'A licence to discriminate': Ian Thorpe blasts Religious Discrimination Bill

An LGBTQI+ advocacy group has released a video where a number of celebrities criticise the Religious Discrimination Bill.

Olympic champion swimmer Ian Thorpe is one of several public figures who have appeared in a video that strongly criticises the Coalition's Religious Discrimination Bill.

LGBTQI+ advocacy group Equality Australia released the video across social media last Friday and it has so far received more than 300,000 views.

Ian Thorpe appearing in the video.
Source: Facebook - Equality Australia

The proposed bill is aimed at protecting religious expression from being discriminated against in Australia, but Thorpe says it "threatens to divide our community".

"[It will] give people a licence to discriminate," he says in the video.

Ian Thorpe has appeared in a video against the proposed bill.
Source: AAP

Basketball great Lauren Jackson adds, "the bill would mean we're less protected under the law. It will leave us all vulnerable".

While comedian and writer Benjamin Law says, "what constitutes discrimination today will be considered OK tomorrow".

"It will take away your rights at work, at school and in hospitals when people say offensive things."

A number of 'everyday Australians' also appeared in the video.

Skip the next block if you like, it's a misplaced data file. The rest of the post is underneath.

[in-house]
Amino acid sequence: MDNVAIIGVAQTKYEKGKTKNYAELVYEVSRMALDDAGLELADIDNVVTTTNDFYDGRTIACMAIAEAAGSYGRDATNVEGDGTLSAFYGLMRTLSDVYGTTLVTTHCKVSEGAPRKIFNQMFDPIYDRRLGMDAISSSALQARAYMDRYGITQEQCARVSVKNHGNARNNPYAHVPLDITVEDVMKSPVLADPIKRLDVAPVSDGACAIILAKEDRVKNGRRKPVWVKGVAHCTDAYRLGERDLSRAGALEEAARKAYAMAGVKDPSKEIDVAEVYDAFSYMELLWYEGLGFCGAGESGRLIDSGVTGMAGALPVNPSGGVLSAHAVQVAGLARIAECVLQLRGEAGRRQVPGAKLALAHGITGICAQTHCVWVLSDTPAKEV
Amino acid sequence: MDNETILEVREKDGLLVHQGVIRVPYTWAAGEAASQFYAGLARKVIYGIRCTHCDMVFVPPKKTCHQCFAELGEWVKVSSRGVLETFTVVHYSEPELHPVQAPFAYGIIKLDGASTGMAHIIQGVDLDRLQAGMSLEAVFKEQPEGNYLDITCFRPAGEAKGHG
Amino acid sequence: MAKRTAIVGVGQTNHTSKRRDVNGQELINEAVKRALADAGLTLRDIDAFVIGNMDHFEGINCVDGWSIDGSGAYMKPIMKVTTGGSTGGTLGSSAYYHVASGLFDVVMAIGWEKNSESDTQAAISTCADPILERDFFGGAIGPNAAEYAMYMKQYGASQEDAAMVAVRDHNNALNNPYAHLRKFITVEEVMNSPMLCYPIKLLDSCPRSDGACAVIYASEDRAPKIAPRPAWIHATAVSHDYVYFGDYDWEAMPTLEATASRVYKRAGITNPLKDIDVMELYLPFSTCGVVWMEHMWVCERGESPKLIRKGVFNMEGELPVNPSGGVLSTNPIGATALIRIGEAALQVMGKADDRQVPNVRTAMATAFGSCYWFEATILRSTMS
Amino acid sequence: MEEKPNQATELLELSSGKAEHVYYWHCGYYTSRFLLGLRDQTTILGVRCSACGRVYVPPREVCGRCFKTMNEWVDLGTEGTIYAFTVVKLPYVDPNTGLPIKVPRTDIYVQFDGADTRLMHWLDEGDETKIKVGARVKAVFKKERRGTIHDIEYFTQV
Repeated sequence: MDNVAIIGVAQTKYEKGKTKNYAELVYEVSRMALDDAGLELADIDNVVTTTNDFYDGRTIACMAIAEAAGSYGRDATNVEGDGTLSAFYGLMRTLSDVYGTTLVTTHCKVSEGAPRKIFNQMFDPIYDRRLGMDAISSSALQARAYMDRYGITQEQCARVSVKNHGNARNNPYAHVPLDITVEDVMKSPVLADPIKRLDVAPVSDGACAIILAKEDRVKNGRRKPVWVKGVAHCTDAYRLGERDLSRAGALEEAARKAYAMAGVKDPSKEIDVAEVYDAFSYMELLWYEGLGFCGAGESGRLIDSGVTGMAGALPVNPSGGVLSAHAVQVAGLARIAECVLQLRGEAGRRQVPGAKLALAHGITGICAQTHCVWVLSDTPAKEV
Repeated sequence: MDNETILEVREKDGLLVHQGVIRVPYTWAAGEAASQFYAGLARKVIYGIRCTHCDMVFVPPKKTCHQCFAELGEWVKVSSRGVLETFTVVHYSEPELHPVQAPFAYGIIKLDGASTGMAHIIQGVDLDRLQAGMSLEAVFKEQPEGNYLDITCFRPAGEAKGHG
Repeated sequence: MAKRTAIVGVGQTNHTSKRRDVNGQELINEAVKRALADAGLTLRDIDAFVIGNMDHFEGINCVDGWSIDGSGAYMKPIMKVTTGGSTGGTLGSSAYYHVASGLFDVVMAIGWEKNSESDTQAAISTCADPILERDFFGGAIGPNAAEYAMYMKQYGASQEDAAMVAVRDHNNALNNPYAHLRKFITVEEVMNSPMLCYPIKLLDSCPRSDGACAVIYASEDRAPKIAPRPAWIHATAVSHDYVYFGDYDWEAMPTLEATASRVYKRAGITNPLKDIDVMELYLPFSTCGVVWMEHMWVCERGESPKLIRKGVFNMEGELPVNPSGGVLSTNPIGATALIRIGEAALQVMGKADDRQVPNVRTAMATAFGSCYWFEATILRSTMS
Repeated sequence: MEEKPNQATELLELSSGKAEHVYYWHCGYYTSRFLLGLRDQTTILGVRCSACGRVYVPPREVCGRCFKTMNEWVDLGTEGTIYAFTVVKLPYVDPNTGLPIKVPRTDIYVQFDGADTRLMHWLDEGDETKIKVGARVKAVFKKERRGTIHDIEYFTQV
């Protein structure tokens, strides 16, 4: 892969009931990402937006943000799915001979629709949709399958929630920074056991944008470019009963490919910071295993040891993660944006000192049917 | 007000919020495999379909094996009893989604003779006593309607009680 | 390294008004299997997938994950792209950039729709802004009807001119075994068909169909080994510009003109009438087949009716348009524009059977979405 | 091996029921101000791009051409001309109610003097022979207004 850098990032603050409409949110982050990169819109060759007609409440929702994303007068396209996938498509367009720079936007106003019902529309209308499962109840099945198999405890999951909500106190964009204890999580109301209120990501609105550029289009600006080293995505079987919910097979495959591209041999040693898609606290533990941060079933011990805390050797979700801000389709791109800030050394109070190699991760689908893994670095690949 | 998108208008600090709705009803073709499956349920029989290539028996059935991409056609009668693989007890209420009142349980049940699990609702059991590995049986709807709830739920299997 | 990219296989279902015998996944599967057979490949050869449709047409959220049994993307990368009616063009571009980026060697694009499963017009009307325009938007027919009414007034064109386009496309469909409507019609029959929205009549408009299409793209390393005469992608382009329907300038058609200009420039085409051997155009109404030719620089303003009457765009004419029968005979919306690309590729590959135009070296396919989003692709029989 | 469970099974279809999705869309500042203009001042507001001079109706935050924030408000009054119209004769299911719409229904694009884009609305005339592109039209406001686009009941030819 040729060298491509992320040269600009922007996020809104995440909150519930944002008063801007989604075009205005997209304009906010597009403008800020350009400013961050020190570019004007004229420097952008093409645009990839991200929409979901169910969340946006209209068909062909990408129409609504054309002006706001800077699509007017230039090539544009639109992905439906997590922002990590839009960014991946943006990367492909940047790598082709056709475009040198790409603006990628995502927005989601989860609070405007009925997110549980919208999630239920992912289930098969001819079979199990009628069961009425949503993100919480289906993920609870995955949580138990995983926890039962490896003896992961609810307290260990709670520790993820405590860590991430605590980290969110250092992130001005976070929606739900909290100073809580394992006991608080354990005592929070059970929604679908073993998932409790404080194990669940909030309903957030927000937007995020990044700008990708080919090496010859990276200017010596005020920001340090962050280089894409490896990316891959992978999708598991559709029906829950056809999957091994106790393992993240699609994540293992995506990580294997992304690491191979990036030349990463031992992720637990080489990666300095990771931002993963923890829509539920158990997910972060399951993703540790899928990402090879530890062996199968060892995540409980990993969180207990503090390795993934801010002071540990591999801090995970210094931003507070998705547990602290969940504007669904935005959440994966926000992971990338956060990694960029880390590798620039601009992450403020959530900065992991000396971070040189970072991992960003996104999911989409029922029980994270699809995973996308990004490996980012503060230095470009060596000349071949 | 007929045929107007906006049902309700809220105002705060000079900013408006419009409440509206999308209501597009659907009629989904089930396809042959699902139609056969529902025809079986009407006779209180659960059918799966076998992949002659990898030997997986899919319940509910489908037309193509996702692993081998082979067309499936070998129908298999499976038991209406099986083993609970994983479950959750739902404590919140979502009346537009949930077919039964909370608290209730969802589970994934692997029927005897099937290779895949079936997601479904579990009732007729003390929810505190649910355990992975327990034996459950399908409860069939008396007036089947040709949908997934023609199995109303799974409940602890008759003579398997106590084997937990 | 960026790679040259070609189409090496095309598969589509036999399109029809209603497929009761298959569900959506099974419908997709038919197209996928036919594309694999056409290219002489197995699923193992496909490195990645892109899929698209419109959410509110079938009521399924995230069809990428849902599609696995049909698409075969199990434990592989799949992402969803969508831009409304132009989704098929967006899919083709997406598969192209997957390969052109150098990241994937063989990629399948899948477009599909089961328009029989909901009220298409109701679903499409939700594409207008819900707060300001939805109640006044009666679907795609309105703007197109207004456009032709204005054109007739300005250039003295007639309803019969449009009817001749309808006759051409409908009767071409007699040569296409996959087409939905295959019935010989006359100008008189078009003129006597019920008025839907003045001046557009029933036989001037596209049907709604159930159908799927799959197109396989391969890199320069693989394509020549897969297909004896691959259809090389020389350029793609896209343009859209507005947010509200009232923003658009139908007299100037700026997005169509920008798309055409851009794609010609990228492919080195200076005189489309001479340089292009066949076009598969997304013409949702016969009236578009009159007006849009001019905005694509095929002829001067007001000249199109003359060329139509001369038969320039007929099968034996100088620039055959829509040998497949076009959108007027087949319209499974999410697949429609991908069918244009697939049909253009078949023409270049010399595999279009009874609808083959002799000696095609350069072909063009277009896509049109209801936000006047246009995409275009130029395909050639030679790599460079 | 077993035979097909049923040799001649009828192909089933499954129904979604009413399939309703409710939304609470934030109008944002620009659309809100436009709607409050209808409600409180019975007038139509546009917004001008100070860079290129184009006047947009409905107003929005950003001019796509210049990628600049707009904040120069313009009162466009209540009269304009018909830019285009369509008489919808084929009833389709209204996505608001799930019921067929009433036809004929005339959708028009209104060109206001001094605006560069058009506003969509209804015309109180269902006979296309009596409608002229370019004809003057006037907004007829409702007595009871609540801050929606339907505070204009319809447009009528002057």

Source: Facebook - Equality Australia

Last week, Prime Minister Scott Morrison released the second version of his proposed religious freedom laws, trying to balance the concerns of religious and non-religious groups.

"I gave a commitment that we would ensure that people would not be discriminated against in this country, as a basis of their religious beliefs or non-religious beliefs," he said.

"There were lots of suggestions that this would be a divisive debate and I don't believe it has been and I don't believe it needs to be."

Among 11 key changes, provisions around "conscientious objection" were narrowed so that a limited list of health professions would be covered by the protection.

Attorney-General Christian Porter said the changes came after consultation from "all sides of this debate".

"There are changes that have been suggested by human rights and LGBTI groups," he said.

"There are changes that have been suggested by faith groups."

But CEO of Equality Australia Anna Brown said she was not convinced.

"Contrary to the assurances made by the prime minister, this isn't a bill for people of faith and of no faith, as a double standard exists in the Religious Discrimination Bill," she said in a statement on Monday.

"It privileges religious institutions to the detriment of Australians who hold different beliefs, or no religious belief at all - in employment, education settings, and in the provision of goods and services."

Submissions on the draft legislation close on 31 January.


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Published 16 December 2019 at 6:41pm
Source: SBS News